• ulcerative colitis;
  • colorectal cancer;
  • proproliferative and antiapoptotic markers



Inflammatory bowel diseases including long-standing ulcerative colitis (UC) have an increased risk of evolving into colorectal cancer (CRC). The overexpression of some proproliferative and antiapoptotic genes, such as survivin, telomerase catalytic subunit (hTERT), integrin-linked kinase (ILK), and regulatory factors c-MYB and Tcf-4, has been implicated in the development and progression of several human malignancies including CRC.


In this study we analyzed the expression alterations of these markers and proinflammatory enzymes cyclooxygenase 2 (COX-2) and inducible nitric oxide synthase (iNOS) during the transition of colonic mucosa from chronic inflammation to epithelial neoplasia in biopsies of UC patients using quantitative real-time polymerase chain reaction and immunohistochemistry; additionally, we compared the expression profiles of this gene panel in samples of patients with CRC after tumor resection and in human tumor xenografts of SW620 malignant colonic cells.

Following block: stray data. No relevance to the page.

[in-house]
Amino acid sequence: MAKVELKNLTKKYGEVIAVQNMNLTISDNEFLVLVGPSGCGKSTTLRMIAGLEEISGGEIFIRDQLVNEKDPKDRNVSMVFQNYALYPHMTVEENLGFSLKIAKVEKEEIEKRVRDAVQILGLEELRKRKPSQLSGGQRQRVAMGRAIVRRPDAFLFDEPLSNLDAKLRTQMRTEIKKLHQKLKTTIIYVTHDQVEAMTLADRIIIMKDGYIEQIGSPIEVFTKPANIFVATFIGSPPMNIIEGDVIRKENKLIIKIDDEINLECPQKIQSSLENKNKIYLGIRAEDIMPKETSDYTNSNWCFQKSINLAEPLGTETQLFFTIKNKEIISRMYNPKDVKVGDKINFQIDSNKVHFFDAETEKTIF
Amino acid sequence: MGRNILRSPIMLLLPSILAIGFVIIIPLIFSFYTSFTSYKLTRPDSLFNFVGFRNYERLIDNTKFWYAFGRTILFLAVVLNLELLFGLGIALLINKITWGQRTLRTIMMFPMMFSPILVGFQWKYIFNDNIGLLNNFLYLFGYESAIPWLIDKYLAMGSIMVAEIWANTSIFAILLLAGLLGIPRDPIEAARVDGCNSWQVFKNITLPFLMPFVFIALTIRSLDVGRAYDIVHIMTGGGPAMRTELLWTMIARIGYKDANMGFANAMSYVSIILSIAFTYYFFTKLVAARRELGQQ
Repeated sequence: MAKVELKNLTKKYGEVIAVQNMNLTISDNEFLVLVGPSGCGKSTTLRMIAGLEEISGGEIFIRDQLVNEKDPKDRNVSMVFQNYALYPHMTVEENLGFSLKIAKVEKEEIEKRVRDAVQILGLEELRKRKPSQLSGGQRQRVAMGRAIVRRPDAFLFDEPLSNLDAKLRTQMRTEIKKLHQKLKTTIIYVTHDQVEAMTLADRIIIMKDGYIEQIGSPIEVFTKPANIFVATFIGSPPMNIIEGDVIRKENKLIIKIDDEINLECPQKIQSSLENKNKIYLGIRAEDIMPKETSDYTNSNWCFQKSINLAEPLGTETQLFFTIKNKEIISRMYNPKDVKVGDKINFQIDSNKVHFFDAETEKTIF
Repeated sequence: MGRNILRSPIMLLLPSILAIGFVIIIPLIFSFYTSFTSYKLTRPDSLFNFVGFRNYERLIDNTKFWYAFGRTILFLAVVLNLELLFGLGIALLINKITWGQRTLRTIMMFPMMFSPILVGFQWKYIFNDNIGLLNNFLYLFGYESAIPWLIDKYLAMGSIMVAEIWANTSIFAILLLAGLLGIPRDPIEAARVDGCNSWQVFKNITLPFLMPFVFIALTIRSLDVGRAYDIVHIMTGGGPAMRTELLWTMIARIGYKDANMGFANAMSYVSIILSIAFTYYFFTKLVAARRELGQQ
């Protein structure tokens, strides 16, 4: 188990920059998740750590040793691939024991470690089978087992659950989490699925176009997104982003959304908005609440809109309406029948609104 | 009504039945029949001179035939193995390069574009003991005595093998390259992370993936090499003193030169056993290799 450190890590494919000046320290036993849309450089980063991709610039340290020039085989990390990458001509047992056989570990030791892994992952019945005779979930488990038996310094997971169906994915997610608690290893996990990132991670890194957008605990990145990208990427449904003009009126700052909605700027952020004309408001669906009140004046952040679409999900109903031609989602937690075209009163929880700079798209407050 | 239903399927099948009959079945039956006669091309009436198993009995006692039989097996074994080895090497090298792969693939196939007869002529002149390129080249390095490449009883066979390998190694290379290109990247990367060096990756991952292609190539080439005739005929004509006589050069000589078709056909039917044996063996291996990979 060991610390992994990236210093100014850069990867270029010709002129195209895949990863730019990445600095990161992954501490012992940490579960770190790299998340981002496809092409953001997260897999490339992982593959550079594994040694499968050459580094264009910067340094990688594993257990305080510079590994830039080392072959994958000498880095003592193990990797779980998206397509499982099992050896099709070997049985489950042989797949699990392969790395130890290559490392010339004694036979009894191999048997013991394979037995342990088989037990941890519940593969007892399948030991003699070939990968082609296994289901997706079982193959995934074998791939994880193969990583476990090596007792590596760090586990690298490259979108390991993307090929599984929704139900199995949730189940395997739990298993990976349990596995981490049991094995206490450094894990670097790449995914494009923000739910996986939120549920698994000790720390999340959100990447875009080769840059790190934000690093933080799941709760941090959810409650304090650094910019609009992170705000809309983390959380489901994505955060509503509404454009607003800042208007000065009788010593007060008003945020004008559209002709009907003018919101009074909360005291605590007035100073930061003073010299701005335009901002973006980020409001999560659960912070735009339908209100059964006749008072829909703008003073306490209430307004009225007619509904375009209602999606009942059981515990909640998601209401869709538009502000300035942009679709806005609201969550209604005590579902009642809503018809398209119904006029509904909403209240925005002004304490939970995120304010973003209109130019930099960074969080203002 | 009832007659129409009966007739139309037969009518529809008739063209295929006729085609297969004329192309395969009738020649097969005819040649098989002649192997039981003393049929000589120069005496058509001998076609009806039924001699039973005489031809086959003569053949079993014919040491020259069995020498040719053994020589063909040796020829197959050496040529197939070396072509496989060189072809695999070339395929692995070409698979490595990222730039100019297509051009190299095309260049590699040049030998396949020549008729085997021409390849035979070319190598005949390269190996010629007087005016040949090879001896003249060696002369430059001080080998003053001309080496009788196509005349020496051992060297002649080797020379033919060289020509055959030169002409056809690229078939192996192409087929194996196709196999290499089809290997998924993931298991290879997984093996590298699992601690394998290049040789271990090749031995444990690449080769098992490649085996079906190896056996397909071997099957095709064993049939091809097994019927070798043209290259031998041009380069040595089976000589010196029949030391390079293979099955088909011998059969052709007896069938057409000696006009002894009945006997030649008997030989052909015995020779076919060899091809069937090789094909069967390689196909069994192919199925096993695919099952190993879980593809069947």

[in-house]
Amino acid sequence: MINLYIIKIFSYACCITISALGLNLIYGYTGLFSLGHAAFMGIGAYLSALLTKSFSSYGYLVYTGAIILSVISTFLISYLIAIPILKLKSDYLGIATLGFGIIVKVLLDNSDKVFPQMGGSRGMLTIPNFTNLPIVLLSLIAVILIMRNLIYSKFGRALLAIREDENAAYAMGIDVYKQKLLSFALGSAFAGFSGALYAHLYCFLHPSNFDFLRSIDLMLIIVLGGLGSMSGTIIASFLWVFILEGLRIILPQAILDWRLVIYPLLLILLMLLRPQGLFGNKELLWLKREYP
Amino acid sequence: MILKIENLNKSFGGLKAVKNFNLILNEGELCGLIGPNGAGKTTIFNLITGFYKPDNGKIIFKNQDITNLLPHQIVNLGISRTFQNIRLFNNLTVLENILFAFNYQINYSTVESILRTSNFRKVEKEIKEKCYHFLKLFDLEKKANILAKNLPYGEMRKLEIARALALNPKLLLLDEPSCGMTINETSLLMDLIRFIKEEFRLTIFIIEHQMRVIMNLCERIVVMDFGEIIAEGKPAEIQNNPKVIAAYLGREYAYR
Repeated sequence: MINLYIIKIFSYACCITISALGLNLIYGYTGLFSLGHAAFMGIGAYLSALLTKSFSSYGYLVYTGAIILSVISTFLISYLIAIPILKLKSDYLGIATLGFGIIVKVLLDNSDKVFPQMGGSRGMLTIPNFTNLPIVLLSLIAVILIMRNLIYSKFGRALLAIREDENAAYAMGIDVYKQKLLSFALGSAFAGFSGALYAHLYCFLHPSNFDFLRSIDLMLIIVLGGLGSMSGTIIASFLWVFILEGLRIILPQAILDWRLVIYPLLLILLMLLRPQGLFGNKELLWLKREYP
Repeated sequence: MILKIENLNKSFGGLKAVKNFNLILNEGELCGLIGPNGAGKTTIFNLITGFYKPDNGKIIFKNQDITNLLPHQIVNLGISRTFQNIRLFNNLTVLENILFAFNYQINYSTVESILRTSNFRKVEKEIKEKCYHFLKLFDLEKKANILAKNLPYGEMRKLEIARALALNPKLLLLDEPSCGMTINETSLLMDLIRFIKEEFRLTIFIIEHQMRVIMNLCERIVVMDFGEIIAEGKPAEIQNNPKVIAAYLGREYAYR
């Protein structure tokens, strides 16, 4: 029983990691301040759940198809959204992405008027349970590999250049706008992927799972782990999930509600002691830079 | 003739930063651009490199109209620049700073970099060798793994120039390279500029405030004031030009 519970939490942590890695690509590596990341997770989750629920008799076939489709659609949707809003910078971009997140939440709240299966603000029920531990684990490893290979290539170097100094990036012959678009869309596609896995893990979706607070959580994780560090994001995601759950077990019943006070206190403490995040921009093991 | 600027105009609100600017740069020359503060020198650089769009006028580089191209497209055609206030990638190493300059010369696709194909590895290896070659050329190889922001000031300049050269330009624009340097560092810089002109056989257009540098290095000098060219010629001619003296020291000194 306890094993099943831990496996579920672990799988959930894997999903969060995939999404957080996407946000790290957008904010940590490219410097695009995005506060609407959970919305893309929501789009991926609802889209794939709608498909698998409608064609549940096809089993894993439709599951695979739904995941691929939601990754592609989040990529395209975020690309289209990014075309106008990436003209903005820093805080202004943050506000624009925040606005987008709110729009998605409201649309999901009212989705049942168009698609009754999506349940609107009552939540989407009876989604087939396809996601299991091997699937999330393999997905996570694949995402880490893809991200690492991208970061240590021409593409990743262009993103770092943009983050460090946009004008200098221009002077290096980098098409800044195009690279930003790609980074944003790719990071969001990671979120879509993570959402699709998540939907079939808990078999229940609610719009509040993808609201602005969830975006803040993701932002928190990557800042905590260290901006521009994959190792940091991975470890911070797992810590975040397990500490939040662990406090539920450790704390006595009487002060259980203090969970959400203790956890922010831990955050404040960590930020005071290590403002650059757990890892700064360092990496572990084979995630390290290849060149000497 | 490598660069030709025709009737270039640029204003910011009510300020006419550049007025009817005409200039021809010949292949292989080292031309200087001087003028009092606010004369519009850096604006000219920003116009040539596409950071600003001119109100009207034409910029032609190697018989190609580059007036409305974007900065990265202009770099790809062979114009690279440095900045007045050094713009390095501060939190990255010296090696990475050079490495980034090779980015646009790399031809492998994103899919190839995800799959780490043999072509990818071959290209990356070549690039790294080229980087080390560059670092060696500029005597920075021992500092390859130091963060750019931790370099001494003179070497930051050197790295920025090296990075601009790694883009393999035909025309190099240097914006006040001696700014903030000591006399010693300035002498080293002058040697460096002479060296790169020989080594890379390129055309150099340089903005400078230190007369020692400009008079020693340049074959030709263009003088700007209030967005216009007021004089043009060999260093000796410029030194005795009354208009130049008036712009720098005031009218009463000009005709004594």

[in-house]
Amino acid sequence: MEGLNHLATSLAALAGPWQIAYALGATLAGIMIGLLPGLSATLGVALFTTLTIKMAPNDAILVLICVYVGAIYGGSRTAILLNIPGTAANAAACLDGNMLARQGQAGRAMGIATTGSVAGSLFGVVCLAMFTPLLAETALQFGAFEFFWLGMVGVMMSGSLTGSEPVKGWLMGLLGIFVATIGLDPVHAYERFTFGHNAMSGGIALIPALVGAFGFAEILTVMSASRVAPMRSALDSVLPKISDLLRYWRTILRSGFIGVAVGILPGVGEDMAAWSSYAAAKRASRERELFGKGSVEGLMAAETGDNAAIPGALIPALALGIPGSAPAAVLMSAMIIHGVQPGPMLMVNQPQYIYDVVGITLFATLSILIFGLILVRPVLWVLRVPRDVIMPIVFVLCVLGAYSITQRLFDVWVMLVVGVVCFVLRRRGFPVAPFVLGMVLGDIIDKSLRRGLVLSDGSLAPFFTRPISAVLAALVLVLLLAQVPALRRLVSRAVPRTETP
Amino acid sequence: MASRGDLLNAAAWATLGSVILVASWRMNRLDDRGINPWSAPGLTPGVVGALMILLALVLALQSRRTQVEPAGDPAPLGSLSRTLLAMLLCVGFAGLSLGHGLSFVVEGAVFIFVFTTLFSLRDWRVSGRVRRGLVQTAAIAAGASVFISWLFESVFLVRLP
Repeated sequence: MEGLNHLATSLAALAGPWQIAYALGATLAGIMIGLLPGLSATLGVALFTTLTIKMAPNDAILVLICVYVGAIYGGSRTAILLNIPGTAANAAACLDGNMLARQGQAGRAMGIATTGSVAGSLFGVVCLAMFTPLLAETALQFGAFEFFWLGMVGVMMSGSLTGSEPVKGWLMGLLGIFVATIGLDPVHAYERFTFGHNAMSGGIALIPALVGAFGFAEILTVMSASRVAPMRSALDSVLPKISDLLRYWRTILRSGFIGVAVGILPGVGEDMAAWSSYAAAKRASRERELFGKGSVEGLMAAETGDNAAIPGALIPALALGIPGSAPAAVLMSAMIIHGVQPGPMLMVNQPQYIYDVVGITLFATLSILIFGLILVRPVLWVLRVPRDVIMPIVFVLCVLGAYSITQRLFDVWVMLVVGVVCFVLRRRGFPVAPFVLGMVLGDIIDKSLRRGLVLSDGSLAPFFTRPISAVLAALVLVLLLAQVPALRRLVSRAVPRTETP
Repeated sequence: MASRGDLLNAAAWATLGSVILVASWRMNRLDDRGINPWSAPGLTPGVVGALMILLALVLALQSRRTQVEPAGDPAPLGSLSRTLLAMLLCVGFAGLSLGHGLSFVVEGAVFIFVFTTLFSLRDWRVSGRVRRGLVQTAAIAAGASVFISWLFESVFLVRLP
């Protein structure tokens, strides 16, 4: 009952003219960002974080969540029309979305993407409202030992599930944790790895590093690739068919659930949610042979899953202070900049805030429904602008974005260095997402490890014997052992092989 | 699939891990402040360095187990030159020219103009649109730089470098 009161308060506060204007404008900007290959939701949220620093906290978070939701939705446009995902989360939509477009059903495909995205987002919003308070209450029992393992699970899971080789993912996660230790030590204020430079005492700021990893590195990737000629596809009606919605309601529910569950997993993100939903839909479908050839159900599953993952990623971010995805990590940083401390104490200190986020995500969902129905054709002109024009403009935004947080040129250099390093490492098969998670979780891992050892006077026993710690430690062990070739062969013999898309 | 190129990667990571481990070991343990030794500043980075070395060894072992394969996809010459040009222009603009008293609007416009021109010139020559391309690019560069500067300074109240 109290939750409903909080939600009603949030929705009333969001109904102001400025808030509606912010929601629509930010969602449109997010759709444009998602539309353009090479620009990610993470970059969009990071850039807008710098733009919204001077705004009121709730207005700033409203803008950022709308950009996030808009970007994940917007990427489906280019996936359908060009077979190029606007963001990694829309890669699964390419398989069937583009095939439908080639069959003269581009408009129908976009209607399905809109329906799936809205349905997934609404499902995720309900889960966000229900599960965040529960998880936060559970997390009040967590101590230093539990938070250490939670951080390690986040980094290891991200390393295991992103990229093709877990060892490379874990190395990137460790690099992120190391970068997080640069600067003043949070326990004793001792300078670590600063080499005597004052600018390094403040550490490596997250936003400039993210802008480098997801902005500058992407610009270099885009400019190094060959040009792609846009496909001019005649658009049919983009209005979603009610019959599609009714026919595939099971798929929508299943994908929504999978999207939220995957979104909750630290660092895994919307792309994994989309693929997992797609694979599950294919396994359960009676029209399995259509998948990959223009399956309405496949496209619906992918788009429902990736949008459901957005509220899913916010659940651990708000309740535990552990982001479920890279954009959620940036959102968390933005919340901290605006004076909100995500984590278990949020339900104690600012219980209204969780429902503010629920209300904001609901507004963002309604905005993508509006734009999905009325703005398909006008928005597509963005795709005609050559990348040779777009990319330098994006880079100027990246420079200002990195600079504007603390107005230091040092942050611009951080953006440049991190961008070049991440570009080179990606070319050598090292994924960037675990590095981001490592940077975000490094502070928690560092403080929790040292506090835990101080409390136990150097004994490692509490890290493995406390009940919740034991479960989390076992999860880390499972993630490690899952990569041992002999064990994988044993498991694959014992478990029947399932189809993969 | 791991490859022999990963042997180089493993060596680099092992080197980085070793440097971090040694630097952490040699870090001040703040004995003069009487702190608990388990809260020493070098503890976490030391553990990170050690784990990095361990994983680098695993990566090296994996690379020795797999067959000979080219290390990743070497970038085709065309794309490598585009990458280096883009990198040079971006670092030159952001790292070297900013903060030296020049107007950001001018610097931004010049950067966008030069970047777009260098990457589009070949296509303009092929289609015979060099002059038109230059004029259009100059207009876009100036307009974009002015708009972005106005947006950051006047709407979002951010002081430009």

The transcript levels of survivin, c-MYB, COX-2, iNOS, and Tcf-4 showed a statistically significant increase during neoplastic transformation of UC patient colonic mucosa, whereas hTERT and ILK were not elevated. In contrast, the specimens of CRC showed upregulated expression of not only survivin, c-MYB, Tcf-4, COX-2, and iNOS but also hTERT. A similar expression profile was observed in human tumor xenografts in which all transcripts with the exception of c-MYB were upregulated.


These results suggest that telomerase and ILK activation occurs during the later stages of carcinoma progression, whereas upregulation of survivin, c-MYB, and Tcf-4 is a feature of the early stage of development of neoplasia, and thus, they might serve as early indicators for UC-associated colorectal carcinogenesis. (Inflamm Bowel Dis 2010)